Reviewed by Kate Garrett
Crime is a popular genre, but from the sea of traditional police detectives available, the only super sleuths I’ve caught and kept in the past haven’t been police detectives at all: Dr Kay Scarpetta (Patricia Cornwell) and Rev Merrily Watkins (Phil Rickman). I like a nice murder – who doesn’t? – but the mystery better be untangled by badass women in unusual jobs. You can keep your macho police inspectors and their man shenanigans, okay?
Enter Inspector Tom Chaudhuri, the London detective sent to uncover the killer in Deadly Nevergreen. Chaudhuri travels to the Isle of Wight after multiple murders – a stabbing in London and a beating on the island itself – happen within two days of each other, and appear to be connected. Are they? Well. No spoilers. As for Chaudhuri, he’s not bad as traditional detectives go: tough, but kind, charming, loyal to his ageing father, loves animals – though as a personal aside, I’m not impressed by “vegetarians” eating fish, which he does (so he’s not a vegetarian) – and has a subtle sensitive side.
The other characters populating this book are mostly believable: the good, the bad, the ugly, and the few who are supposed to be astonishingly good looking. It is one of the latter, Abigail Benson, who perhaps isn’t as convincing as some of the others. She comes across a little too typical in her back story – the beautiful damsel in distress – and she has the potential to be a more dynamic character.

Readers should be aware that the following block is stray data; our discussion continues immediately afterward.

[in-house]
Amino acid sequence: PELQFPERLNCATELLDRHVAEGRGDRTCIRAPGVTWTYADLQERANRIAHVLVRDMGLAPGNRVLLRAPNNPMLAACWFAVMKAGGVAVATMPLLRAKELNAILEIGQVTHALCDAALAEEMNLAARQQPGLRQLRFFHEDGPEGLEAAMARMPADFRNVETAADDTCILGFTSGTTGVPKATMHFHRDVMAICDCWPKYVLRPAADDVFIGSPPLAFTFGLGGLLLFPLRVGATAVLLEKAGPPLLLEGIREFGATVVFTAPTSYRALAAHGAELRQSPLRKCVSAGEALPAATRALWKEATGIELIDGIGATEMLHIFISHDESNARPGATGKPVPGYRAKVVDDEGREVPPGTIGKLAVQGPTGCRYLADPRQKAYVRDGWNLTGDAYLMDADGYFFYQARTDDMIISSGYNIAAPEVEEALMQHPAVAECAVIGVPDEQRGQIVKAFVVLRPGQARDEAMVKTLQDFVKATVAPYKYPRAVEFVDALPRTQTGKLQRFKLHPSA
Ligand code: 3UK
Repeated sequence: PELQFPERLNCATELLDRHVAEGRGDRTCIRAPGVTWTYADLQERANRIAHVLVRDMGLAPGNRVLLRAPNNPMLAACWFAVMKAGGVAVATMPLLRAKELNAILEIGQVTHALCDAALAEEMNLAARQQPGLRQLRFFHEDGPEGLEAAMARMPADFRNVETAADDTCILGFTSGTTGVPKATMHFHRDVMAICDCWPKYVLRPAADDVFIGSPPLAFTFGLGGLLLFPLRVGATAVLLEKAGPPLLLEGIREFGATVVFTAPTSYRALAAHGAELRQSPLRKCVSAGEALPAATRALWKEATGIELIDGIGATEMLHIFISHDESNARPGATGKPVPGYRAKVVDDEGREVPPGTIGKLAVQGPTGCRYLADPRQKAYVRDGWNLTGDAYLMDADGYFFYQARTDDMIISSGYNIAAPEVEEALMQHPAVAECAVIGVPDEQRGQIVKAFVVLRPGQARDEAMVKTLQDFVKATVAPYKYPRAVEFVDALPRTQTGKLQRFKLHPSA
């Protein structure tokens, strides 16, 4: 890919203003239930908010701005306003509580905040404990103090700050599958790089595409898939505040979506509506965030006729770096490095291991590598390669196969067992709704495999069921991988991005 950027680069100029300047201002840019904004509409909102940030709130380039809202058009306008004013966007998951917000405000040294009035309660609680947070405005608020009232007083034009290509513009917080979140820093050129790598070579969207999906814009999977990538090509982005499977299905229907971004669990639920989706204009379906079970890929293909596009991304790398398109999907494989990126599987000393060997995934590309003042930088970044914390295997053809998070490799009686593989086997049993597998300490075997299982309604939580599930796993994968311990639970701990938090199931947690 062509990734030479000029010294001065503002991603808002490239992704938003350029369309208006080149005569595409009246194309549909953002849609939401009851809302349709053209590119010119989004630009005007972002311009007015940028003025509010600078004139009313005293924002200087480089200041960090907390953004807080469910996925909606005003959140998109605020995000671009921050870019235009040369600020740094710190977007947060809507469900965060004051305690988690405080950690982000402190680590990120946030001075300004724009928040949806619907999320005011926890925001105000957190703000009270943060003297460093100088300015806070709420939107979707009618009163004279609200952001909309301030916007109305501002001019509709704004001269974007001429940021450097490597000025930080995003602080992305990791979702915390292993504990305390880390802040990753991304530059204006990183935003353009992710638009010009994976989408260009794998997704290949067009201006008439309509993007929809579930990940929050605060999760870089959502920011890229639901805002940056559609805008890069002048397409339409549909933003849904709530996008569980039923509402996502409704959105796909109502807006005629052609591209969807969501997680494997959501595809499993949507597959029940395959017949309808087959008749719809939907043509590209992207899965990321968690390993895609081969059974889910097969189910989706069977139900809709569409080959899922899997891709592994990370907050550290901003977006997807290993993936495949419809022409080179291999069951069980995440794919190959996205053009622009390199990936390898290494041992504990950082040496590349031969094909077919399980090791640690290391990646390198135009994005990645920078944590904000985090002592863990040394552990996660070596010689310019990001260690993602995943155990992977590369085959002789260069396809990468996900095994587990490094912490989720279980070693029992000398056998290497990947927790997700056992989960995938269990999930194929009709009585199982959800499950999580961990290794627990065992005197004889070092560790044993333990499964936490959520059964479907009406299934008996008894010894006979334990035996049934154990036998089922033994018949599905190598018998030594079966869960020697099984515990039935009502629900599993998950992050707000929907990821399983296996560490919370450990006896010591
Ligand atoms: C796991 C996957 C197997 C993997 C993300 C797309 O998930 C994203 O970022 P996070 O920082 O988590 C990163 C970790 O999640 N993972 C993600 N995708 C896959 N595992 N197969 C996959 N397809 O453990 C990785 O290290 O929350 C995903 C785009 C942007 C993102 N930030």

As for the “bad” and the “ugly” characters, there are so many you quickly find yourself wondering “Who gets it?”, never mind “Whodunnit?” Everyone is a potential corpse thanks to the foundation of intrigue, the first layer of which is laid in an unlikely place – a spiritualist meeting. Deadly Nevergreen grabs you by the balls, whether you have any or not. The narrative clips along at a decent pace, with well-timed slick twists, and introduces the reader to disturbing crimes from long before the murders took place.
The reader is left unsure over one of the suspects’ involvement in the murders, but in spite of this and the other issues mentioned in this review, Deadly Nevergreen is a great read. Recommend for people who already love crime novels. Not at all suitable for the faint-of-heart or squeamish. Perfect for summer holidays, but you might want to watch your step if your destination is London or the Isle of Wight.
Publisher Michele at Prosochi, an imprint of Endaxi Press, is offering two signed paperback copies of Deadly Nevergreen to readers in the UK and two coupons – redeemable at Smashwords – for the free ebook version to readers outside the UK. To put your name into the Pankhearst Hat for one or other of these excellent free prizes, please comment below this review and tell us if you are in the UK or “Elsewhere”.